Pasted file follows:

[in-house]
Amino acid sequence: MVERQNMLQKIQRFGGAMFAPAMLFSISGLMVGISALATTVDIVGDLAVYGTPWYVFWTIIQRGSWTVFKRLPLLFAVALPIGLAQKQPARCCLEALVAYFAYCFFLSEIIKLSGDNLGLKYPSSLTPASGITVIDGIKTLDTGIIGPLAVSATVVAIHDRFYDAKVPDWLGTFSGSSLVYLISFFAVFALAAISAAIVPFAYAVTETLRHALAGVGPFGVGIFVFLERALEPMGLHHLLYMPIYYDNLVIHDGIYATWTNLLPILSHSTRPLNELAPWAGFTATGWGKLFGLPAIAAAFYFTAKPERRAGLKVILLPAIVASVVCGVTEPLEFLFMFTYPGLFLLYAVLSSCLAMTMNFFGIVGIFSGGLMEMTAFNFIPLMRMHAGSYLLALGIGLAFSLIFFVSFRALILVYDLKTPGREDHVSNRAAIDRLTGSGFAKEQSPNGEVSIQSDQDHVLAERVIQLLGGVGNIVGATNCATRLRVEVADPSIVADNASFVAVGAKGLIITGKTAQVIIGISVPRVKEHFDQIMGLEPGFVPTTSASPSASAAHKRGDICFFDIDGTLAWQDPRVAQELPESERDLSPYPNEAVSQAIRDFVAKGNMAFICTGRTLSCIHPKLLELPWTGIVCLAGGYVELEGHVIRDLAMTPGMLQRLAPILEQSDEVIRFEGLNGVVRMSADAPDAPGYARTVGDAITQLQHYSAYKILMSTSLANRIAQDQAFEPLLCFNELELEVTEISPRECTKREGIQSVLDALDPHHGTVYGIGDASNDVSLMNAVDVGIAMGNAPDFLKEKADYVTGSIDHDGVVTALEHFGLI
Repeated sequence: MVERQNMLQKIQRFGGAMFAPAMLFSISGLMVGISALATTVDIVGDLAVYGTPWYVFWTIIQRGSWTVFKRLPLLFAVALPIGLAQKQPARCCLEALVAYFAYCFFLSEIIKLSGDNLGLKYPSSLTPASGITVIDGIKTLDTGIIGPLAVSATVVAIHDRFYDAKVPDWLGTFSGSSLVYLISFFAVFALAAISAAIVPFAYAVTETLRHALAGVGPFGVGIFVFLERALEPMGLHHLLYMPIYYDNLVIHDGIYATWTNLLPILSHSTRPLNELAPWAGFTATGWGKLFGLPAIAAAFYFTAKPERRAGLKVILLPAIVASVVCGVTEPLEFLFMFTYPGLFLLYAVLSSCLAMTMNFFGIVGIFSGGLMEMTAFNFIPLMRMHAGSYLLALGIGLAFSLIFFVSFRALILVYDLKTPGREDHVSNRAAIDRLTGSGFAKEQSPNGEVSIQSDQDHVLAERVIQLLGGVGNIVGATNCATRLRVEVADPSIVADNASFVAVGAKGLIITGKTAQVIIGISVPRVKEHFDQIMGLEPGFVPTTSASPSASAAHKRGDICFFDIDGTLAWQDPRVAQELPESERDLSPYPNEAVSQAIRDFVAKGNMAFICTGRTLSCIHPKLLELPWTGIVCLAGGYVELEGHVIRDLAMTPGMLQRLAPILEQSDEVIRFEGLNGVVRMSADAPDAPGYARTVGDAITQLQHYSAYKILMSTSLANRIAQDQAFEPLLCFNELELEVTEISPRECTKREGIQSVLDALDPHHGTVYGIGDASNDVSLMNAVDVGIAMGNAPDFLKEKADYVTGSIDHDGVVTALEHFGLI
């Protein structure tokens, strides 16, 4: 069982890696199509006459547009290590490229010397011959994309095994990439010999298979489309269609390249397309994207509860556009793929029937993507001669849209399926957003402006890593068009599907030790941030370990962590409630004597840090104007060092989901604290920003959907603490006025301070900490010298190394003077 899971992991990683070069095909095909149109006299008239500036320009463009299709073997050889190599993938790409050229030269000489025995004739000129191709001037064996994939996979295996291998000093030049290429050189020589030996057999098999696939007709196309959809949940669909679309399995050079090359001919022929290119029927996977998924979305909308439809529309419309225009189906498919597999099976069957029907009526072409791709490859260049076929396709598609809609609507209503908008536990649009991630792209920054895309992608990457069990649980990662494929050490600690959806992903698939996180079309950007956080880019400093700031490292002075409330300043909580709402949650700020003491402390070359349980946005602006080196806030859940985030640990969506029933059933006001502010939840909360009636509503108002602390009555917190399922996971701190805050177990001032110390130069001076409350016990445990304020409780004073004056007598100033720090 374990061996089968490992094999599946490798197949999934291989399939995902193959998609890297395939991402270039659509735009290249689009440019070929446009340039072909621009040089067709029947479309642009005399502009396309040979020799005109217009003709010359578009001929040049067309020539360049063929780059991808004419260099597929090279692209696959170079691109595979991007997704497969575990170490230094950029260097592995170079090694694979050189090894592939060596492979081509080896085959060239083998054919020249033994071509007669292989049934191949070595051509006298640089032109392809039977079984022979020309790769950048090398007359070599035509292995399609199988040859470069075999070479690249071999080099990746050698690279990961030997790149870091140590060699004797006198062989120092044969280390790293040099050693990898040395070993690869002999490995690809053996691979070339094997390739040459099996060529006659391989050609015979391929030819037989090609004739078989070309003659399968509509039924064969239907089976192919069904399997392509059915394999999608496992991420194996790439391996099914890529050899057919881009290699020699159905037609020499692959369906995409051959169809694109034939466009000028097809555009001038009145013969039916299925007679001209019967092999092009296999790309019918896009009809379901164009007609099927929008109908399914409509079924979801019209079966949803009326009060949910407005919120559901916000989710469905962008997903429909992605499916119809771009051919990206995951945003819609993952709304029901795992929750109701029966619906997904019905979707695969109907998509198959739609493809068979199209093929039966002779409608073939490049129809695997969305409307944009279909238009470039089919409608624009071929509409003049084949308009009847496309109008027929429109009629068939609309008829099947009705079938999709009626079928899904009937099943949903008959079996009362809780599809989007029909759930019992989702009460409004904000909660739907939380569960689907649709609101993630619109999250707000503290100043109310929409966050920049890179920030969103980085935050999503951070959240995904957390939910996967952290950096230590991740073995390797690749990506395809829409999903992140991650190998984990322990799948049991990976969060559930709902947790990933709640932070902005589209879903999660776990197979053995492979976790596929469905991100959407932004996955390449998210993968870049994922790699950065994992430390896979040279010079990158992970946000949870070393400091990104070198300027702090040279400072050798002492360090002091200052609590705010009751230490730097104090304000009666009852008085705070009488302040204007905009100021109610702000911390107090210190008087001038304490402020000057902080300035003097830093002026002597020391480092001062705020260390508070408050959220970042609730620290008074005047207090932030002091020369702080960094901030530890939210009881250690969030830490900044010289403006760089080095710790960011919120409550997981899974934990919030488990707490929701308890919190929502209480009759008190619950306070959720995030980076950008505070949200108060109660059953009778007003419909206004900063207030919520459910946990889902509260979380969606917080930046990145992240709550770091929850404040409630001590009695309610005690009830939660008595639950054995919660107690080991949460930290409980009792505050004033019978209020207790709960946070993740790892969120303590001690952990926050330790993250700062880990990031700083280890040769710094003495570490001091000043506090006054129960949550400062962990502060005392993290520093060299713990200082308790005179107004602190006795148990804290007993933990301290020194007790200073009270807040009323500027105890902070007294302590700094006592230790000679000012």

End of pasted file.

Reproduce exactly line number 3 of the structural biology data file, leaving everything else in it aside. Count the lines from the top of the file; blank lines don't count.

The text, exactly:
Repeated sequence: MVERQNMLQKIQRFGGAMFAPAMLFSISGLMVGISALATTVDIVGDLAVYGTPWYVFWTIIQRGSWTVFKRLPLLFAVALPIGLAQKQPARCCLEALVAYFAYCFFLSEIIKLSGDNLGLKYPSSLTPASGITVIDGIKTLDTGIIGPLAVSATVVAIHDRFYDAKVPDWLGTFSGSSLVYLISFFAVFALAAISAAIVPFAYAVTETLRHALAGVGPFGVGIFVFLERALEPMGLHHLLYMPIYYDNLVIHDGIYATWTNLLPILSHSTRPLNELAPWAGFTATGWGKLFGLPAIAAAFYFTAKPERRAGLKVILLPAIVASVVCGVTEPLEFLFMFTYPGLFLLYAVLSSCLAMTMNFFGIVGIFSGGLMEMTAFNFIPLMRMHAGSYLLALGIGLAFSLIFFVSFRALILVYDLKTPGREDHVSNRAAIDRLTGSGFAKEQSPNGEVSIQSDQDHVLAERVIQLLGGVGNIVGATNCATRLRVEVADPSIVADNASFVAVGAKGLIITGKTAQVIIGISVPRVKEHFDQIMGLEPGFVPTTSASPSASAAHKRGDICFFDIDGTLAWQDPRVAQELPESERDLSPYPNEAVSQAIRDFVAKGNMAFICTGRTLSCIHPKLLELPWTGIVCLAGGYVELEGHVIRDLAMTPGMLQRLAPILEQSDEVIRFEGLNGVVRMSADAPDAPGYARTVGDAITQLQHYSAYKILMSTSLANRIAQDQAFEPLLCFNELELEVTEISPRECTKREGIQSVLDALDPHHGTVYGIGDASNDVSLMNAVDVGIAMGNAPDFLKEKADYVTGSIDHDGVVTALEHFGLI